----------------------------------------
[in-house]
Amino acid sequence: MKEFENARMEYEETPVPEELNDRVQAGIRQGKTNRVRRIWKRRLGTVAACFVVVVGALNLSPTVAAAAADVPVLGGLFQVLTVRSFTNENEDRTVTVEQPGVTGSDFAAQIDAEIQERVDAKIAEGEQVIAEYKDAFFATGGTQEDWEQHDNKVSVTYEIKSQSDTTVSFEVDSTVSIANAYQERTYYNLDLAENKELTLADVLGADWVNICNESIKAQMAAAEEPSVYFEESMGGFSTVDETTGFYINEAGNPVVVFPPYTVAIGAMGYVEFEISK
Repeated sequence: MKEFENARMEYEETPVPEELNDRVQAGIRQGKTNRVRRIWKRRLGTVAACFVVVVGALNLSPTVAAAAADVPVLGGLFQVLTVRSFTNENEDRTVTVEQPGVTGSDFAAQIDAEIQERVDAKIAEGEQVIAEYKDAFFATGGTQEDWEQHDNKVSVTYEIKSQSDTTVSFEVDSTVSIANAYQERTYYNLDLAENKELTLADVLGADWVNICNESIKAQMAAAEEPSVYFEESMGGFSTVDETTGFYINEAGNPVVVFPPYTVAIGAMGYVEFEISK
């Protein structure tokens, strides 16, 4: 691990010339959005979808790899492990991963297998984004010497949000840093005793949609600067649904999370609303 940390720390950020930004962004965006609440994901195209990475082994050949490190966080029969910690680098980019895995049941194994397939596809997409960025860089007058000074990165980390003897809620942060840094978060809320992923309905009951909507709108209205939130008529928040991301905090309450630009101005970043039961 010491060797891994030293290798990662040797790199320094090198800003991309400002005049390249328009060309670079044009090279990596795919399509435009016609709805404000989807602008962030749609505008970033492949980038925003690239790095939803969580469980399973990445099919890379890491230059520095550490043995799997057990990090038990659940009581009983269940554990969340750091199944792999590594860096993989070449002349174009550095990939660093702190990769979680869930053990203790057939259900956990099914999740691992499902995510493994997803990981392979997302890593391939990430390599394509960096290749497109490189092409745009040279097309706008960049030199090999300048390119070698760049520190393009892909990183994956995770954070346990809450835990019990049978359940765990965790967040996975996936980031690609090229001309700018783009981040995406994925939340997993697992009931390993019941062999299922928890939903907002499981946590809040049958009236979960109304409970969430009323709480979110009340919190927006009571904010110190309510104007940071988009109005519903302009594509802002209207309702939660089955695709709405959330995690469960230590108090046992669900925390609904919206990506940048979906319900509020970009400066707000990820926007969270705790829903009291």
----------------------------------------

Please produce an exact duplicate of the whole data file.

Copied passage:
[in-house]
Amino acid sequence: MKEFENARMEYEETPVPEELNDRVQAGIRQGKTNRVRRIWKRRLGTVAACFVVVVGALNLSPTVAAAAADVPVLGGLFQVLTVRSFTNENEDRTVTVEQPGVTGSDFAAQIDAEIQERVDAKIAEGEQVIAEYKDAFFATGGTQEDWEQHDNKVSVTYEIKSQSDTTVSFEVDSTVSIANAYQERTYYNLDLAENKELTLADVLGADWVNICNESIKAQMAAAEEPSVYFEESMGGFSTVDETTGFYINEAGNPVVVFPPYTVAIGAMGYVEFEISK
Repeated sequence: MKEFENARMEYEETPVPEELNDRVQAGIRQGKTNRVRRIWKRRLGTVAACFVVVVGALNLSPTVAAAAADVPVLGGLFQVLTVRSFTNENEDRTVTVEQPGVTGSDFAAQIDAEIQERVDAKIAEGEQVIAEYKDAFFATGGTQEDWEQHDNKVSVTYEIKSQSDTTVSFEVDSTVSIANAYQERTYYNLDLAENKELTLADVLGADWVNICNESIKAQMAAAEEPSVYFEESMGGFSTVDETTGFYINEAGNPVVVFPPYTVAIGAMGYVEFEISK
């Protein structure tokens, strides 16, 4: 691990010339959005979808790899492990991963297998984004010497949000840093005793949609600067649904999370609303 940390720390950020930004962004965006609440994901195209990475082994050949490190966080029969910690680098980019895995049941194994397939596809997409960025860089007058000074990165980390003897809620942060840094978060809320992923309905009951909507709108209205939130008529928040991301905090309450630009101005970043039961 010491060797891994030293290798990662040797790199320094090198800003991309400002005049390249328009060309670079044009090279990596795919399509435009016609709805404000989807602008962030749609505008970033492949980038925003690239790095939803969580469980399973990445099919890379890491230059520095550490043995799997057990990090038990659940009581009983269940554990969340750091199944792999590594860096993989070449002349174009550095990939660093702190990769979680869930053990203790057939259900956990099914999740691992499902995510493994997803990981392979997302890593391939990430390599394509960096290749497109490189092409745009040279097309706008960049030199090999300048390119070698760049520190393009892909990183994956995770954070346990809450835990019990049978359940765990965790967040996975996936980031690609090229001309700018783009981040995406994925939340997993697992009931390993019941062999299922928890939903907002499981946590809040049958009236979960109304409970969430009323709480979110009340919190927006009571904010110190309510104007940071988009109005519903302009594509802002209207309702939660089955695709709405959330995690469960230590108090046992669900925390609904919206990506940048979906319900509020970009400066707000990820926007969270705790829903009291």